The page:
The EU's General System of Preferences - (to be) continued

4 September 2008

On July 22 the new regulation applying the Generalised System of Preferences (GSP) for the period from January 1 2009 until the end of 2011 was officially adopted by the EU member states.2 This decision allows the EU to continue granting preferential market access to 176 developing countries for another three years.3  The EU's GSP is the most generous of all GSPs, but to stimulate exports from developing countries further, the rules of origin need to be improved.

The GSP is an important instrument in the EU's development policy. It aims to contribute to poverty reduction and the promotion of sustainable development and good governance by facilitating the integration of developing countries in the world market through granting tariff preferences.4 With €57 billion worth of trade under the scheme in 2007, it is the most widely applied preferential system in the world.5

GSP reforms: the story so far

In 2004, the European Commission took the step of reforming its GSP, setting guidelines for the years 2006-2015 aimed at better serving the system's objectives. In 2005, the first GSP scheme was introduced under these guidelines, encompassing three separate preferential regimes: a) the general arrangement, which provides preferential access for all 176 beneficiary countries and territories; b) the GSP+, which provides duty-free access for countries that implement 27 international conventions in human and labour rights, environmental protection and good governance; and c) ‘Everything But Arms' (EBA), which offers least developed countries (LDCs) ‘duty-free and quota-free' access to the EU's market for all products except arms. A large number of tariff lines were also added to the scheme, including sensitive items such as fishery products. Since the reforms, imports from developing countries under the scheme have increased by 12%.6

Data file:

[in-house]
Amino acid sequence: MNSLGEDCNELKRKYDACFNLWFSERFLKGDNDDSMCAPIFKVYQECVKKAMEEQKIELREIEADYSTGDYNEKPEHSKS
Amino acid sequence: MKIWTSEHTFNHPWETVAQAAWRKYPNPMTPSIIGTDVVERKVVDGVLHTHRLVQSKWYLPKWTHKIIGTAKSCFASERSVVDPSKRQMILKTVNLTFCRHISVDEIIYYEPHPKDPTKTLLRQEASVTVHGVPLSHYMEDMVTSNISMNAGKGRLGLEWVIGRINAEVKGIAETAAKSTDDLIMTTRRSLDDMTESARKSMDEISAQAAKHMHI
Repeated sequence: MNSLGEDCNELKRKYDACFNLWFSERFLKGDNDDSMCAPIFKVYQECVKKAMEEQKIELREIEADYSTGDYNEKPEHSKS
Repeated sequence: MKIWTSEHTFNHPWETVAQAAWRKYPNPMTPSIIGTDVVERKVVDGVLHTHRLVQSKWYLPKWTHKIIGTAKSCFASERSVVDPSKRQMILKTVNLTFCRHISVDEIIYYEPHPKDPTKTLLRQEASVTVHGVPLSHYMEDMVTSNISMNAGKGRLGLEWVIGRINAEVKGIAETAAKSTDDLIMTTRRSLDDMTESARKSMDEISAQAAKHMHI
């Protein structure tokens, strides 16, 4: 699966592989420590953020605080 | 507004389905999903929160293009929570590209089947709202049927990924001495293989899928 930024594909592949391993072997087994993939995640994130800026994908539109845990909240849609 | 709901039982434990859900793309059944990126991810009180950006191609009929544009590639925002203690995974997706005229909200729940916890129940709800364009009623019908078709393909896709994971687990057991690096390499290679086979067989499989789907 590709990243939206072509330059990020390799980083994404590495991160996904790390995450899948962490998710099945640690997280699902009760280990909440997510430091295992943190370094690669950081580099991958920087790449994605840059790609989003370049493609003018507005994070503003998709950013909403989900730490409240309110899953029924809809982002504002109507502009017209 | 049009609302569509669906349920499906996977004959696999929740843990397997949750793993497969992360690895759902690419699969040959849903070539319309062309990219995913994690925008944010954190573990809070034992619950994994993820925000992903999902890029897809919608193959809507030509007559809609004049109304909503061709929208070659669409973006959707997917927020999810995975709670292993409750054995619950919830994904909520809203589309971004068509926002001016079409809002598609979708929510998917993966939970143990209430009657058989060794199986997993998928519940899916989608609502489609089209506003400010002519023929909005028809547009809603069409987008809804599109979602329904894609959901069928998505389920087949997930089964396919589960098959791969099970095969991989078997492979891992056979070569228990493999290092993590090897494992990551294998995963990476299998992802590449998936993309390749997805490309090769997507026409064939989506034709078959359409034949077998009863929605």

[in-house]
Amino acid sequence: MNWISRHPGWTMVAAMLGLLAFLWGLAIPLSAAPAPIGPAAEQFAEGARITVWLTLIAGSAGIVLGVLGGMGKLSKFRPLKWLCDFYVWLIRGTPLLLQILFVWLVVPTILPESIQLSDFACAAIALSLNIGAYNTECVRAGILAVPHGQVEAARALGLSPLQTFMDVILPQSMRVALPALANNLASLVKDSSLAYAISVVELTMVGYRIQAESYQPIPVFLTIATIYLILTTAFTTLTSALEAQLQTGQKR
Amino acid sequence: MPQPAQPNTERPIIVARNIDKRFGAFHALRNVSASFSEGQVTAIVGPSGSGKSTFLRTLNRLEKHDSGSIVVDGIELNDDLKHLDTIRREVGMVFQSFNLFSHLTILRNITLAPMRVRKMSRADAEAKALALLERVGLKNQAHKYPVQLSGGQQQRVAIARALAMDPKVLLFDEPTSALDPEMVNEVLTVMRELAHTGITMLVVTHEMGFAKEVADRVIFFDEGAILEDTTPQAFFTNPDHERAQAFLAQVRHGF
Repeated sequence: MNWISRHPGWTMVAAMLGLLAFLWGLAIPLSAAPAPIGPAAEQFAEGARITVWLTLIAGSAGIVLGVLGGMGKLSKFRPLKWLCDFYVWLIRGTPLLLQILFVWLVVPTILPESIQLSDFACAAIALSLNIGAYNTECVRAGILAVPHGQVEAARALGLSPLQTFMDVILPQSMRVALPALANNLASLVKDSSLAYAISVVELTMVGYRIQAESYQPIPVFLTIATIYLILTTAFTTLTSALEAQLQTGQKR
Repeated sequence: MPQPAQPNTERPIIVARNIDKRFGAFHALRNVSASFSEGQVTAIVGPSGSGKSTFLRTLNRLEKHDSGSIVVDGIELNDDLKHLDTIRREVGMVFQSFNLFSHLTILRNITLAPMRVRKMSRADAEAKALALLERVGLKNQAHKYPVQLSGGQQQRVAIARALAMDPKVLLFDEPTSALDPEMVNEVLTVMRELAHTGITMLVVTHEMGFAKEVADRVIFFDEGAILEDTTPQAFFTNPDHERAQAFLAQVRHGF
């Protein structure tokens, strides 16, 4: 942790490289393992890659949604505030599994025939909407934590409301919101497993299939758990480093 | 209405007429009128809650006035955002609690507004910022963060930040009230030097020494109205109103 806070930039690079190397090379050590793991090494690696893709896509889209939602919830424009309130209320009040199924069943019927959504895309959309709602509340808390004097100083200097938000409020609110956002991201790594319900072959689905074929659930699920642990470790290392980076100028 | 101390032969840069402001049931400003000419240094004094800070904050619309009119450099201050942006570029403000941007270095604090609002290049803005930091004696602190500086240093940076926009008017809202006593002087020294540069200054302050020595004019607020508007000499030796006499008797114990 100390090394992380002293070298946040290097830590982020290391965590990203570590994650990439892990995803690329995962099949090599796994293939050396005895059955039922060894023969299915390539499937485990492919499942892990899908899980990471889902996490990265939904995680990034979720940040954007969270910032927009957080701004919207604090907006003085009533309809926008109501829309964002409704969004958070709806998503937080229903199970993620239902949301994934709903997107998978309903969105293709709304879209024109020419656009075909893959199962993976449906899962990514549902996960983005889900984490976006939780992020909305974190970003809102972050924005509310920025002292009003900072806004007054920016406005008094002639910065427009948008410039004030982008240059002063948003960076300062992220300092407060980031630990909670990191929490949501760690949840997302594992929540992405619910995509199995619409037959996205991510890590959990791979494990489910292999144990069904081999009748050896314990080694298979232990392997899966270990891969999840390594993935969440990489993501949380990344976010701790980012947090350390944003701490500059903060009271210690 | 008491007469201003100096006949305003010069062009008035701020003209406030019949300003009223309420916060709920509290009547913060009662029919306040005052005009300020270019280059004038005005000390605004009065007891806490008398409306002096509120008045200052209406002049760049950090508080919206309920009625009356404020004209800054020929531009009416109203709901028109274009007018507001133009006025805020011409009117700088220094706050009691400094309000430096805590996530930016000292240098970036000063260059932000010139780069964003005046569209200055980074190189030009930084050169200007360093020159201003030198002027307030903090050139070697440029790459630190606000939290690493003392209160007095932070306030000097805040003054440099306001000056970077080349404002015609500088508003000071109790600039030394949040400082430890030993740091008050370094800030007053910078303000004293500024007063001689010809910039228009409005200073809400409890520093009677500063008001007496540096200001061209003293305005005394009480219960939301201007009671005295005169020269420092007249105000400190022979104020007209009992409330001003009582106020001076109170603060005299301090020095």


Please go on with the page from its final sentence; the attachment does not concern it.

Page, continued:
GSP regulation 2009 - 2012: a mini reform

The new regulation largely maintains the current structure, thereby ensuring the stability and predictability of the GSP scheme, but also boasts some technical innovations. It follows the Netherlands' initiative by introducing an additional opportunity to apply for GSP+ in mid-2010. This will increase the incentive under the arrangement, especially given the fact that from 2009, applicants are required to have fully ratified and implemented the 27 conventions and are no longer permitted a transitional period as under the current GSP regulation. What is more, sectoral competition from beneficiary countries has led to some changes in the
application of preferences: footwear from Vietnam is no longer eligible for preferences, for example, as the sector has grown strong enough to compete on the European market. Preferences have been reintroduced for products from Algeria, India, Russia, Indonesia, South Africa and Thailand.7 And in order to ensure coherence with the outcome of recent Economic Partnership Agreement negotiations with ACP countries, full liberalisation of sugar imports from LDCs will now take place from October 1 2009 instead of July 1 2009.

Rules of origin: room for improvement

Countries' use of the EU's GSP has risen steadily over the years (imports under the scheme totalled €57 billion in 2007, an increase of 12% over 2006), but has not yet reached full capacity. One important factor is supply-side capacity, but so too are rules of origin (RoO), which under the EU's GSP are widely held to be relatively stringent.8